Gas cutting operator course
We offer a course on acetylene-oxygen, plasma and electric torches, which are some of the most popular tools used to separate low-carbon and low-alloy metals. At our centre, you will learn all the necessary information about working as an operator.
Who is our training for?
For all those who would like to gain theoretical knowledge and practical skills in the subject of manual gas cutting.
What is the main purpose of the course?
Practical and theoretical preparation of trainees for manual gas cutting with acetylene-oxygen, plasma and electric flames.
Basic pre-course requirements
Each participant must be over 18 years of age and have a minimum basic education.
Detailed course programme
The training covers the following topics:
- rules Health and Safety and HSE in gas cutting,
- basics of gas cutting theory,
- equipment for the gas cutting operator's workplace,
- technical gases for cutting,
- pressure gauges,
- gas cutting torches,
- cylinders for technical gases with pressure gauge,
- technical gas lines,
- gas cutting technology,
- semi-automatic and automatic gas cutting machines,
- and practical activities.
How is the final exam done?
After the training, there will be an internal examination in the field of learning acquired during the program.
Eligibility on completion of the course
Participants who successfully pass the examination receive a course completion certificate and all the necessary documents to work in the profession.
Types of cut
Gas cutting involves bringing a metal to what is known as its ignition temperature. On contact with the burner, it burns and then escapes in the form of metal oxide. Appropriately designed torches can mix specific proportions of combustible gas with oxygen. Materials such as propane-butane and acetylene are used as combustible gases.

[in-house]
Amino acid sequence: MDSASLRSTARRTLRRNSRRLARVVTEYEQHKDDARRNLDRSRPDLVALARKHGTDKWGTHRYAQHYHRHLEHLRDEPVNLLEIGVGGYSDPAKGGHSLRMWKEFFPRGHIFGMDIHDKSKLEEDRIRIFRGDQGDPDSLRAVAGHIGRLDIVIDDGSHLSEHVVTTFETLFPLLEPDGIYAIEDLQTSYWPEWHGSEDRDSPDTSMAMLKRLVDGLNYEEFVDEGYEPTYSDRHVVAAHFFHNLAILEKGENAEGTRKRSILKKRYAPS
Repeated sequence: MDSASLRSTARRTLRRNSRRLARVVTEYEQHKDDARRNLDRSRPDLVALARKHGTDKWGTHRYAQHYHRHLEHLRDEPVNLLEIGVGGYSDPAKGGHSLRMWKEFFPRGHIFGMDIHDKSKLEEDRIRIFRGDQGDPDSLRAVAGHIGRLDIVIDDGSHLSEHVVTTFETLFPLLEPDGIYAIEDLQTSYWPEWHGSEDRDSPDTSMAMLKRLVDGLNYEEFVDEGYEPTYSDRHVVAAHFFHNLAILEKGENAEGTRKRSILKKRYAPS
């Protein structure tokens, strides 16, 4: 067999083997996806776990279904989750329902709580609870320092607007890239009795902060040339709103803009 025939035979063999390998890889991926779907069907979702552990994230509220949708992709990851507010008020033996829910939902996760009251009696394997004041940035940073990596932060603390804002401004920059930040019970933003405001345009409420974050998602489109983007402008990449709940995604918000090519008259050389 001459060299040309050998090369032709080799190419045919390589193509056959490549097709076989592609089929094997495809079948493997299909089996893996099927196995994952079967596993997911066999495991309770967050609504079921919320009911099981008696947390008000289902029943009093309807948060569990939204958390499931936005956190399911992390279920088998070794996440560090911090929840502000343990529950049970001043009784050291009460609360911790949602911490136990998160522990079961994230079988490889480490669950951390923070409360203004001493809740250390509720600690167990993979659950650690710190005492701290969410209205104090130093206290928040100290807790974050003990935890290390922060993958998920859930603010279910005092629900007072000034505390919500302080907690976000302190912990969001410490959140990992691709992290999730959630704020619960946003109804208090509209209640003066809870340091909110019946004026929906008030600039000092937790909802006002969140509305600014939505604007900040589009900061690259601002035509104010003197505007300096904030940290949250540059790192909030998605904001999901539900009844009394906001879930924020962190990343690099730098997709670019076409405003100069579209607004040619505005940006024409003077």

Cutting with acetylene is an extremely efficient method due to its ability to reach high temperatures. Its additional advantages are mobility, the high quality of metal cutting and the option to mechanise the cutting processes using it. This method is used in many industries and, among others, in small workshops or large production halls.
Gas cutting can be used to work cast iron, bronze, brass, steel and various metal alloys, as well as for brazing, heating or firing. Gas welding involves heating the workpiece by means of a flame to a suitable temperature so that it degrades and changes its state of aggregation. This makes it possible to permanently weld or separate steel workpieces as thick as 300 mm. The correct type of torch is responsible for the effect and quality of the cut. A smaller torch means a smaller stream. This means greater precision. Torches are used for cutting as well as for welding. However, not every metal is suitable for processing with this method. Suitable metals include bronze, brass, cast iron, iron, tungsten and titanium.
Plasma cutting aims to melt and eject metal from the cutting gap by means of a highly concentrated electric arc with high kinetic energy, which glows between the workpiece being cut and the non-fusible electrode. The plasma is generated by a torch. Passing a stream of compressed gas through the electric arc causes ionisation and, through high power density, produces a jet. A nozzle, which is located in the torch, focuses the plasma arc. The walls of the nozzle are cooled and cause the column to constrict. This method uses a high temperature (10000÷30000K) at the core of the plasma arc and an extremely high jet speed. This causes the material to be melted and blown out of the slit. In this method, the gas often used is air. Higher-powered units primarily use hydrogen, argon, carbon dioxide, nitrogen and argon-helium or argon-hydrogen mixtures. The plasma jet can cut materials that conduct electricity and are made of copper, aluminium and its alloys, brass, alloy or carbon steels and cast iron.
We distinguish between the individual advantages and disadvantages of performing gas cutting
- small area of impact of cutting,
- good surface quality,
- small gap,
- rapid piercing,
- simple automation of the process,
- cutting range - from 0.5 mm to 160 mm,
- efficient vertical cutting,
- low thermal deformation,
- approximately 6 times faster cutting speed than oxy-gas cutting,
- little effect of temperature on the component,
- no burning of thin materials.
- changes in the impact area of the cut,
- noise (not applicable to underwater cutting),
- strong UV radiation,
- difficulties in maintaining perpendicularity of edges,
- high amount of fumes and gases that are harmful to health.
If you have any questions about the course, feel free to contact us!